• [0006]
    An exemplary building control network is an automatic or intelligent lighting control system which monitors lighting levels, occupancy status, energy consumption as a function of time, and/or other lighting parameters of each room and/or area of the building within the network, i.e., each room and/or area of the building which is equipped with a lighting module(s) linked to a node controller (also referred to as a "wall unit") which includes an RF transceiver, a digital signal processing device (e.g., microcontroller or microprocessor), and control circuitry to signal the lights to change brightness levels. Each lighting module and its associated node controller together constitute a node in the network which is under the control/management of the building computer.
  • [0007]
    In such an intelligent lighting control system, each of the lighting modules is preferably individually programmable (e.g., by building occupants), via its associated wall unit, to provide direct control of the setting of the dimming ballast thereof, and thus, direct control of the lighting level of the lamp(s) thereof. In this regard, each of the nodes includes one or more sensors (e.g., occupancy status, daylight (ambient lighting), and dimming/lighting level sensors) which provide sensor feedback data to the digital signal processing device (e.g., a microprocessor) of the node controller, which is programmed to analyze (process) the sensor feedback data and to generate control signals for adjusting the lighting level of the monitored lamp(s) associated therewith, as required, to achieve the programmed local lighting conditions.
  • [0008]
    The sensor feedback data is also transmitted by each node in the network to the building computer, when requested by the building computer to do so, or when the local lighting conditions change. The building computer analyzes (processes) the sensor feedback data in accordance with lighting system control software loaded therein, and sends control data (commands) to the individual nodes, as required, in order' to adjust the lighting levels of the monitored rooms/areas of the building in accordance with the lighting system control software, e.g., to optimize the energy efficiency of the lighting system, and thereby override the programmed lighting levels provided by the individual lighting modules. Thus, in addition to being individually programmable and being capable of independent operation, the distributed modules are functionally integrated into a single building-wide network under the control of the building computer.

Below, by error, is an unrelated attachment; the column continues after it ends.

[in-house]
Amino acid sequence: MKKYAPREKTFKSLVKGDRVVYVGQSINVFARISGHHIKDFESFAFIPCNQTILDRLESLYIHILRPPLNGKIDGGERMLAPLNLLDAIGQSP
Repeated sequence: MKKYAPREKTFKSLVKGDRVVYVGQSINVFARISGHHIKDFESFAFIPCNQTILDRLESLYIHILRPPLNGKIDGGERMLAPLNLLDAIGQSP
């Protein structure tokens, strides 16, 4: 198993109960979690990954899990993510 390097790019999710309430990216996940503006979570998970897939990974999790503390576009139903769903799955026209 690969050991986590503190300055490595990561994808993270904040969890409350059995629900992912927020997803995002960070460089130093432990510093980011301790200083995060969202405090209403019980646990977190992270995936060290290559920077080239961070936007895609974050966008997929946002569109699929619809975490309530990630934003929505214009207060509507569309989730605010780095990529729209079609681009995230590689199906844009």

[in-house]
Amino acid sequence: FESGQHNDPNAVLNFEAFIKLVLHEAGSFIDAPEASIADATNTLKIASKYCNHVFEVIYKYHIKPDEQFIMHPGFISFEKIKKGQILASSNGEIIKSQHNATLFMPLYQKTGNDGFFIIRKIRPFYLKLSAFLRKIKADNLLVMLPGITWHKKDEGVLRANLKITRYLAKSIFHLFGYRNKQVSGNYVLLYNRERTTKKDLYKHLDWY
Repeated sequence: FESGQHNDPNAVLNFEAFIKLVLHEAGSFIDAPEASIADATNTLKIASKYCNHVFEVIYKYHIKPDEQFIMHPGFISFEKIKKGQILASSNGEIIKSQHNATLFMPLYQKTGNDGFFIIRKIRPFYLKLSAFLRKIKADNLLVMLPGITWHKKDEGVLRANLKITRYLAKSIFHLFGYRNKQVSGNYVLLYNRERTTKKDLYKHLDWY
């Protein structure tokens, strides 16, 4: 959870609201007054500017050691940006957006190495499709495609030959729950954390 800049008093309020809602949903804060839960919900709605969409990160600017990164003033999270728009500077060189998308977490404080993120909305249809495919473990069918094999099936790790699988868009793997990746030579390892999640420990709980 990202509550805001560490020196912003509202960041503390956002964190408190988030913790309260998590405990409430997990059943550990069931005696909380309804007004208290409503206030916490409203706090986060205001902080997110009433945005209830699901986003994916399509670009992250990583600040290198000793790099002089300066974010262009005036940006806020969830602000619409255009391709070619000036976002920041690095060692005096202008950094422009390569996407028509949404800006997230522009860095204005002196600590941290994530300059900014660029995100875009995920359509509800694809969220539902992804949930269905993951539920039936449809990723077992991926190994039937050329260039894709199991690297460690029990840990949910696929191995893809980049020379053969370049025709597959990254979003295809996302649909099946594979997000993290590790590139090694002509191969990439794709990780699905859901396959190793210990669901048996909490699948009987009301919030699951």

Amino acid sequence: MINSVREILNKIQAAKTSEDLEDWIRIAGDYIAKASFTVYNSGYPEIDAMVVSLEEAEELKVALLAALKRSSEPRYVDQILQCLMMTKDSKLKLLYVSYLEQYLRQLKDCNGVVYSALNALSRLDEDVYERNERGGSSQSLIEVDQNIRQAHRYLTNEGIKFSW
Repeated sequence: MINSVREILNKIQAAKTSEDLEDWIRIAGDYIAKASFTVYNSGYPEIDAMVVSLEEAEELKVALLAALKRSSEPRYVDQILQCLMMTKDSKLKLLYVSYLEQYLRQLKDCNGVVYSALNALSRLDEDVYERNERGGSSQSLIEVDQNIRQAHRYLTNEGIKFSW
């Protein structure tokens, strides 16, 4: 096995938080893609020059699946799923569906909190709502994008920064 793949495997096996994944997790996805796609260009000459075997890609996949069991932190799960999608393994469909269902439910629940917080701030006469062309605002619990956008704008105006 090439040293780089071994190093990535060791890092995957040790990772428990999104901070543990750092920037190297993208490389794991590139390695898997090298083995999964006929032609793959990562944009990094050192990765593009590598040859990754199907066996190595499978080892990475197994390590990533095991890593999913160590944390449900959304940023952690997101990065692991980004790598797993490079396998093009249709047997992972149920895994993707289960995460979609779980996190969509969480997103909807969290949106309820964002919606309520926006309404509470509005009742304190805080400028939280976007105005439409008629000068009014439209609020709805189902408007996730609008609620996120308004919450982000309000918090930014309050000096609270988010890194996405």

• [0009]
    Data communications in such networks are generally between the building computer and the individual nodes, and vice versa, over a common communications channel (i.e., a shared channel). In order to minimize simultaneous transmissions of packets over the common network channel, a channel access protocol is utilized. The most common channel access protocol is the carrier sense multiple access (CSMA) protocol, according to which each node, prior to transmitting a packet, waits for a random delay period, and then senses the channel to determine whether it is available ("clear") or unavailable ("busy"). If the channel is sensed to be clear it transmits the packet, and if the channel is sensed to be busy, it waits for another random delay period before sensing the status of the channel again before making a further attempt to transmit the packet.
  • [0010]
    There are generally two main categories of network routing algorithms or protocols that are typically utilized in wireless, multihop networks, namely, random and deterministic routing protocols.
  • [0011]